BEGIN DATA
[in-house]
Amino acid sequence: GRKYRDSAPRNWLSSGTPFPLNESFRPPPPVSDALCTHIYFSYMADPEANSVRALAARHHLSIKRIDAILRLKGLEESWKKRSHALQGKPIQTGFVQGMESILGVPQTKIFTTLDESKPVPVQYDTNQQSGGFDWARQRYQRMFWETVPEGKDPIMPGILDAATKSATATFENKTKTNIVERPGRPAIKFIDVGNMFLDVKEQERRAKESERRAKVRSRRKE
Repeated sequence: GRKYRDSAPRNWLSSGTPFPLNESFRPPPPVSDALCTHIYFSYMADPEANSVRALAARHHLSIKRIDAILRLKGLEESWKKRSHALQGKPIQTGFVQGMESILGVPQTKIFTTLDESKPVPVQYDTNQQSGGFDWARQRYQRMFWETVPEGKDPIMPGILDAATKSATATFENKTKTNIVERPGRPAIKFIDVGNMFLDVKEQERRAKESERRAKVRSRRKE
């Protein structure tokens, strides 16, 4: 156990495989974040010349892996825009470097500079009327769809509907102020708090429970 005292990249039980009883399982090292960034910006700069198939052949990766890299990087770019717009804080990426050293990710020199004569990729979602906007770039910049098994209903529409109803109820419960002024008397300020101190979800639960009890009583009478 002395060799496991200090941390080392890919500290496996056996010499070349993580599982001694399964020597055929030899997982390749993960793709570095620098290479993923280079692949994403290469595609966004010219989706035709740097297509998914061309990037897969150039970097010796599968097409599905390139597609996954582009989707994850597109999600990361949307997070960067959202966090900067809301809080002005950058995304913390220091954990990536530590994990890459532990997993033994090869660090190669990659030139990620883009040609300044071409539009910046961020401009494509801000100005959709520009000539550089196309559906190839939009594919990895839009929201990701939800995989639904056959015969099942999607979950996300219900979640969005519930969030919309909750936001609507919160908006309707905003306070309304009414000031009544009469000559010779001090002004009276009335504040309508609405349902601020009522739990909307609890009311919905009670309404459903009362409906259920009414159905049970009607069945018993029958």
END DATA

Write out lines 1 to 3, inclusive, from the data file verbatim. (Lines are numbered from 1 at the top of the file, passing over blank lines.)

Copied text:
[in-house]
Amino acid sequence: GRKYRDSAPRNWLSSGTPFPLNESFRPPPPVSDALCTHIYFSYMADPEANSVRALAARHHLSIKRIDAILRLKGLEESWKKRSHALQGKPIQTGFVQGMESILGVPQTKIFTTLDESKPVPVQYDTNQQSGGFDWARQRYQRMFWETVPEGKDPIMPGILDAATKSATATFENKTKTNIVERPGRPAIKFIDVGNMFLDVKEQERRAKESERRAKVRSRRKE
Repeated sequence: GRKYRDSAPRNWLSSGTPFPLNESFRPPPPVSDALCTHIYFSYMADPEANSVRALAARHHLSIKRIDAILRLKGLEESWKKRSHALQGKPIQTGFVQGMESILGVPQTKIFTTLDESKPVPVQYDTNQQSGGFDWARQRYQRMFWETVPEGKDPIMPGILDAATKSATATFENKTKTNIVERPGRPAIKFIDVGNMFLDVKEQERRAKESERRAKVRSRRKE